US government taps agencies for AI project ideas

By on 13/02/2024 | Updated on 13/02/2024
Clare Martorana, chair of the TMF and the US federal government's chief information officer. Official Department of Labor photograph by Alyson Fligg via Flickr

The US government’s Technology Modernization Fund (TMF) is seeking artificial intelligence project proposals from federal agencies as part of an executive order signed last year.

The executive order on the safe, secure, and trustworthy development and use of artificial intelligence – signed by president Joe Biden in October 2023 – suggested the TMF board consider prioritising funding for AI projects in government, and urged agencies to submit project proposals involving AI and generative AI “in the service of mission delivery”.

In its call for proposals, published on 8 February, the TMF said agencies’ projects must be based on AI use cases, must have a timeline of no more than 18 months, and must cost no more than US$6m if they were to be considered for its ‘expediated AI pilot process’.

It said submissions could, for example, “enable rapid deployment, process automation, delivery of assistive technology, better customer experience, and reduced administrative burden for staff”. It added that federal agencies would be expected to provide “a clear plan for user testing, risk mitigation, evaluation metrics, and senior executive support”.

Read more: US agencies lack ‘comprehensive and accurate’ AI inventories, GAO report finds

Clare Martorana, chair of the TMF and the US federal government’s chief information officer, said that the government had “an obligation to harness the power of AI for good while protecting people from its risks”.

She added that there were “more than 700 AI use cases” active in government, including use cases relevant to “anticipating and mitigating prescription drug shortages”, “supply chain issues” and “assisting cyber forensic specialists in detecting anomalies and potential threats in federal civilian networks”.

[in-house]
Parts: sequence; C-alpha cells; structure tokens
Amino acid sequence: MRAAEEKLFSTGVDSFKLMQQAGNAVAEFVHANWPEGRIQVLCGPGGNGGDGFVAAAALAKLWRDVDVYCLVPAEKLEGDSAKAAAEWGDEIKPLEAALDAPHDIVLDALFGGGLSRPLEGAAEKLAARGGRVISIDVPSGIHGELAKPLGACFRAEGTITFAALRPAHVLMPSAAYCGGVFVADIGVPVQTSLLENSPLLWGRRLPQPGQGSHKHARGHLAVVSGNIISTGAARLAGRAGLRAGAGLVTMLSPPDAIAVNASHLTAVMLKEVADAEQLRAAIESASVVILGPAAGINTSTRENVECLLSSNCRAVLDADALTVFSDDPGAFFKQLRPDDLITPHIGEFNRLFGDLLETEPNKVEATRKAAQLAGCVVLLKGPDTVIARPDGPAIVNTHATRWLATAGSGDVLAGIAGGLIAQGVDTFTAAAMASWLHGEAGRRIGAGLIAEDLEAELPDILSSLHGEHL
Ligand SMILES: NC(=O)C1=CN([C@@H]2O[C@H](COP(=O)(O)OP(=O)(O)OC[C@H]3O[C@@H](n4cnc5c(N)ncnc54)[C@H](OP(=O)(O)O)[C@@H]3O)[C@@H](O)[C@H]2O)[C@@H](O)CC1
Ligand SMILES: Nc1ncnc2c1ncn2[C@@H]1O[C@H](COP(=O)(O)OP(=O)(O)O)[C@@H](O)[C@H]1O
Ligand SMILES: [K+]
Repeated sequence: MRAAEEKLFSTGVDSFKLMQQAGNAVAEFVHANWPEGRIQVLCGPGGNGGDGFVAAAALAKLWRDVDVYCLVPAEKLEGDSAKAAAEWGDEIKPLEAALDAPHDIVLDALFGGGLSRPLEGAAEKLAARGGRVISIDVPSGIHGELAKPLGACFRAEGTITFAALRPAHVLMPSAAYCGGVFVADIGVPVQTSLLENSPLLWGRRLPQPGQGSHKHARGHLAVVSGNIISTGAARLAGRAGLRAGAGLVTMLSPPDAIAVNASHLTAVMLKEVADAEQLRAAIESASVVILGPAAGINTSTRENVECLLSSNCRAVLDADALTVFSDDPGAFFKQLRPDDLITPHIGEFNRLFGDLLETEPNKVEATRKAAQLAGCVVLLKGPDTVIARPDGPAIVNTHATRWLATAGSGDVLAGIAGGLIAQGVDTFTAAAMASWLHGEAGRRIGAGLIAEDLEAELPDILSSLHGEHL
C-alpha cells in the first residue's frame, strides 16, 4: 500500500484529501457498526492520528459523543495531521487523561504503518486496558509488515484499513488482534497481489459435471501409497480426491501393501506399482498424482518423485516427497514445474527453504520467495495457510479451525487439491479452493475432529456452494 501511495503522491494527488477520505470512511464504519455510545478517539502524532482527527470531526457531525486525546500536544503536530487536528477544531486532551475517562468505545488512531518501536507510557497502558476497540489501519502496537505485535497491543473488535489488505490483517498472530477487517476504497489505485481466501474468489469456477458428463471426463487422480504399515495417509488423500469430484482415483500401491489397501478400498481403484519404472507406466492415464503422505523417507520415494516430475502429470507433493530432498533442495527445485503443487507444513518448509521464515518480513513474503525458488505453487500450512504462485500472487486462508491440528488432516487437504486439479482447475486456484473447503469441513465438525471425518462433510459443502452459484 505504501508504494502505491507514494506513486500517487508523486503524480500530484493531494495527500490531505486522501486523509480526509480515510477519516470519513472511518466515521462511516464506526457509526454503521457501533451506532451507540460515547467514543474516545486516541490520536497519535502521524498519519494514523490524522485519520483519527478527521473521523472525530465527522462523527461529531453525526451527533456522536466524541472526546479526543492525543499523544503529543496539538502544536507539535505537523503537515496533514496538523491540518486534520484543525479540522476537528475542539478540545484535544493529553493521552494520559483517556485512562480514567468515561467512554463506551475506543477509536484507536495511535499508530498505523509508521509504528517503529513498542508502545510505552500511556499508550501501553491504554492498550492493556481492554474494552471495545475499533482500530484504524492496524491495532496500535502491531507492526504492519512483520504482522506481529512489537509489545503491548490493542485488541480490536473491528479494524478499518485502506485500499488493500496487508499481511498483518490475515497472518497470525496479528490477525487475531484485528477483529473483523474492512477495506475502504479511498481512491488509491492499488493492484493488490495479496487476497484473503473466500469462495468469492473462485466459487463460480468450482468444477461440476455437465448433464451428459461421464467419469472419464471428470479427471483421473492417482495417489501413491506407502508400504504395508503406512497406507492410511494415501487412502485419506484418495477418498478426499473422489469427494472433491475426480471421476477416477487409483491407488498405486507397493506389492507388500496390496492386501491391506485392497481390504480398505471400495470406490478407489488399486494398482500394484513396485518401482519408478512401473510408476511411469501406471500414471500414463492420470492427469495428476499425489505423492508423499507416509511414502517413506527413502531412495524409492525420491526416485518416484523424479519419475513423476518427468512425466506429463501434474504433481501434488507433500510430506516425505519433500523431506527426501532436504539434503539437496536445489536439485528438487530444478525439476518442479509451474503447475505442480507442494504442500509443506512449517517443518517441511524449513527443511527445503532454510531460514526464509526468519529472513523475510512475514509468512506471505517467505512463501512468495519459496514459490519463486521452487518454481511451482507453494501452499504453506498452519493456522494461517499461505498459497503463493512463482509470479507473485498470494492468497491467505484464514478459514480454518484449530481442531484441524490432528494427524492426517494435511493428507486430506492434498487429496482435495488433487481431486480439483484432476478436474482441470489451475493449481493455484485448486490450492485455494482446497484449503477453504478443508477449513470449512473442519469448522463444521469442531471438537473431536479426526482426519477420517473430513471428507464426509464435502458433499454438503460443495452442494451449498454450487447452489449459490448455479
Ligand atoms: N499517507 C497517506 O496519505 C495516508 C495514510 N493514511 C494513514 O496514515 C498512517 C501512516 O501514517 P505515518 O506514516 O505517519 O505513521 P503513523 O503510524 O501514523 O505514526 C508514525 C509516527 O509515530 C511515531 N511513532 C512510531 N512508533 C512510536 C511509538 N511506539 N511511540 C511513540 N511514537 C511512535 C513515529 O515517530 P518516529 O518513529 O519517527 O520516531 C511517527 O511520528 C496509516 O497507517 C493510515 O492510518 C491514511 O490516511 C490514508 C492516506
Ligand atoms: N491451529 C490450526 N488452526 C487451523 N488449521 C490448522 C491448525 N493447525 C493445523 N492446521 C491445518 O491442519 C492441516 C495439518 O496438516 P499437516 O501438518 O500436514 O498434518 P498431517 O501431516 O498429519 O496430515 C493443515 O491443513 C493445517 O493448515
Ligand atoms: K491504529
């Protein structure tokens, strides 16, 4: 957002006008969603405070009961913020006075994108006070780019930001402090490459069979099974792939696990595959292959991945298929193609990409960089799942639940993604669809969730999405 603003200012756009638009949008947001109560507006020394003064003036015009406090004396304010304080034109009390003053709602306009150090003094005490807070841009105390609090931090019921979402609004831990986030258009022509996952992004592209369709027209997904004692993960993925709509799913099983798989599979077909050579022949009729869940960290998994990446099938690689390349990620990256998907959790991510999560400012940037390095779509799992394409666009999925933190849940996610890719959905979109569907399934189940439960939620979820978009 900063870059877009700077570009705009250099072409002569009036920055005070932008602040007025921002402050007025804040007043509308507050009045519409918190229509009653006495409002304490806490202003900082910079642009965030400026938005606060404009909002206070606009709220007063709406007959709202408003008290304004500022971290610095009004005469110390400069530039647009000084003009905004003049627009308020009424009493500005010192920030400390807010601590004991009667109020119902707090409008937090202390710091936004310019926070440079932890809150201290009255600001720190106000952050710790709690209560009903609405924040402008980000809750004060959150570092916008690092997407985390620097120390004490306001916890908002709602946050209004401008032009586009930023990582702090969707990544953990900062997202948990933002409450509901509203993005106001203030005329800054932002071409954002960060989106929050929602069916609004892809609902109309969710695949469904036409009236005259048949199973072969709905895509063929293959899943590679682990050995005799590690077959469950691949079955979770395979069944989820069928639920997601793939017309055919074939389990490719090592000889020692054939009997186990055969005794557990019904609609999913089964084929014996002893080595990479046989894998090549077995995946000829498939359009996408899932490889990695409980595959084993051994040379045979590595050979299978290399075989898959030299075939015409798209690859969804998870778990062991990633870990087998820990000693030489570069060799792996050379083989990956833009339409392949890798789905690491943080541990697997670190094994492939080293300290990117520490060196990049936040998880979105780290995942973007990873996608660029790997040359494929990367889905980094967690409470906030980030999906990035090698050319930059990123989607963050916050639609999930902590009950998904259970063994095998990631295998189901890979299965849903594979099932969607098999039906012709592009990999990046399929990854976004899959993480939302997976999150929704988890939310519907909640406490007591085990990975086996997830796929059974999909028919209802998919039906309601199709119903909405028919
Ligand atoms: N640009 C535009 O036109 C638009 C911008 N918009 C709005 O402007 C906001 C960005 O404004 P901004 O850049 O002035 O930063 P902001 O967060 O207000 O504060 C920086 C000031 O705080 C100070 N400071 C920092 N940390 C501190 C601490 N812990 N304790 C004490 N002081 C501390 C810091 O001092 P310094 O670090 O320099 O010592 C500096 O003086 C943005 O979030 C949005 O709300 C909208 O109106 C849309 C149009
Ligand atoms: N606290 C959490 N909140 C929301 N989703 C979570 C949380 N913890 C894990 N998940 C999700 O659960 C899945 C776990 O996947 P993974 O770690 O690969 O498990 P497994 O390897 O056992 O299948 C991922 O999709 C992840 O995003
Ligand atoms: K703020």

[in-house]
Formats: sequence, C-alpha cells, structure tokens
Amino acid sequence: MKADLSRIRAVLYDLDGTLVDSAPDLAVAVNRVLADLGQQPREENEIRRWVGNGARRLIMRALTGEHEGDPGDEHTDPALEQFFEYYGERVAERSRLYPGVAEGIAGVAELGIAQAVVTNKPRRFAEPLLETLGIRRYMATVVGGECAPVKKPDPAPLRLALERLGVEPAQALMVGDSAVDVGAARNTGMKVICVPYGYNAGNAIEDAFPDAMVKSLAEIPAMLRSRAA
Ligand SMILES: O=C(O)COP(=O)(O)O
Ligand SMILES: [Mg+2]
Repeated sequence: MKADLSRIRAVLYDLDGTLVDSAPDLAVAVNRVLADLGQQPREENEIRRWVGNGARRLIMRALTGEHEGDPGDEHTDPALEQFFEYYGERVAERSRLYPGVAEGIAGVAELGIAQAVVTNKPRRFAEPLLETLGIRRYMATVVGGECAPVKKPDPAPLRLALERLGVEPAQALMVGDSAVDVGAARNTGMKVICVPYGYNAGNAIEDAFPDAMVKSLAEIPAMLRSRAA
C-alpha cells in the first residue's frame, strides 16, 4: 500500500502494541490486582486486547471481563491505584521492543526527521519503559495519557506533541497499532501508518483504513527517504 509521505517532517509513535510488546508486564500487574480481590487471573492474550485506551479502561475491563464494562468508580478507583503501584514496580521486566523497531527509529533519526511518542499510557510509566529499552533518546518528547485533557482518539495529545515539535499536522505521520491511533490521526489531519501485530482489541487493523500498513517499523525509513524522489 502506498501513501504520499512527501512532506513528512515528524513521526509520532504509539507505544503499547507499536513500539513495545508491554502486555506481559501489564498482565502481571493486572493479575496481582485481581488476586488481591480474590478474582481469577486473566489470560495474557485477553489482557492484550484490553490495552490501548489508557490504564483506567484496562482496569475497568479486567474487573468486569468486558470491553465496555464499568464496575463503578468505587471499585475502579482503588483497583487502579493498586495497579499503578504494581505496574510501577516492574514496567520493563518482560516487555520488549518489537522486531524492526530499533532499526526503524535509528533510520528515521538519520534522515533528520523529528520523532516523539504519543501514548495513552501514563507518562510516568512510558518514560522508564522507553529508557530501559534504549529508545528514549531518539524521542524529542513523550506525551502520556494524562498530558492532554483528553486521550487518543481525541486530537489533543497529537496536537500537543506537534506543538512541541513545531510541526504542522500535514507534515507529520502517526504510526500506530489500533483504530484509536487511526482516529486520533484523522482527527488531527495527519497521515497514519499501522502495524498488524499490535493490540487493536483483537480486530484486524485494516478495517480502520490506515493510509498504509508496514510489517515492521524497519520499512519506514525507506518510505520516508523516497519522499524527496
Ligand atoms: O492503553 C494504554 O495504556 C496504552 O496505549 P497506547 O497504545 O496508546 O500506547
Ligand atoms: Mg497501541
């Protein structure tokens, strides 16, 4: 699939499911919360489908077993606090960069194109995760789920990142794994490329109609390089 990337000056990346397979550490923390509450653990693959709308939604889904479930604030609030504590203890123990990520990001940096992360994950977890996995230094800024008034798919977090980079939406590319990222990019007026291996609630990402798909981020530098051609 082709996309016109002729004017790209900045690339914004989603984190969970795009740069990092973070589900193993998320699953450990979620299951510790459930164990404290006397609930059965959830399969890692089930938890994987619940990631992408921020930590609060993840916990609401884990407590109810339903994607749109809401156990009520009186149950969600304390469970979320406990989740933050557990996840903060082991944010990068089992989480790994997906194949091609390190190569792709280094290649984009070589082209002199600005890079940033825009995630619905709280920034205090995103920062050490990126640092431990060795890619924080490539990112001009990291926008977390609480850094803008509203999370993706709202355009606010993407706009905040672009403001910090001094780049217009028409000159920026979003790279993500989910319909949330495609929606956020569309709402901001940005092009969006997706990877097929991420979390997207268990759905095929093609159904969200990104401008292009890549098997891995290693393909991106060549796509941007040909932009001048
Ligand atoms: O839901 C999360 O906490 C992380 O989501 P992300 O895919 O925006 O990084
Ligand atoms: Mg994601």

“Use of the TMF has the potential to accelerate AI usage in government and unlock the innovation that we know we are capable of delivering for the public,” Martorana said.

Use case scenarios

The TMF’s call for submissions follows a report published in December last year by the Government Accountability Office (GAO), which showed that most major US federal agencies lack clear and precise data on their current and planned uses of AI.

GAO’s report examined inventories from 20 agencies involving 1,241 AI use cases. It assessed what it termed each agency’s “reported current and planned uses of AI”, as well as the extent to which agencies’ reporting on AI was “comprehensive and accurate” and their projects compliant with “selected federal policy and guidance”.

Of the 20 agencies, GAO found that only five had provided “comprehensive information” for each of their reported use cases, while the remaining 15 inventories were found to contain “data gaps and inaccuracies”.

The TMF has received US$225m through annual budgets and US$1bn through the American Rescue Plan, the country’s US$1.9 trillion pandemic stimulus package.

Read more: UK government to direct funding to ‘agile’ AI regulation

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About Jack Aldane

Jack is a British journalist, cartoonist and podcaster. He graduated from Heythrop College London in 2009 with a BA in philosophy, before living and working in China for three years as a freelance reporter. After training in financial journalism at City University from 2013 to 2014, Jack worked at Bloomberg and Thomson Reuters before moving into editing magazines on global trade and development finance. Shortly after editing opinion writing for UnHerd, he joined the independent think tank ResPublica, where he led a media campaign to change the health and safety requirements around asbestos in UK public buildings. As host and producer of The Booking Club podcast – a conversation series featuring prominent authors and commentators at their favourite restaurants – Jack continues to engage today’s most distinguished thinkers on the biggest problems pertaining to ideology and power in the 21st century. He joined Global Government Forum as its Senior Staff Writer and Community Co-ordinator in 2021.

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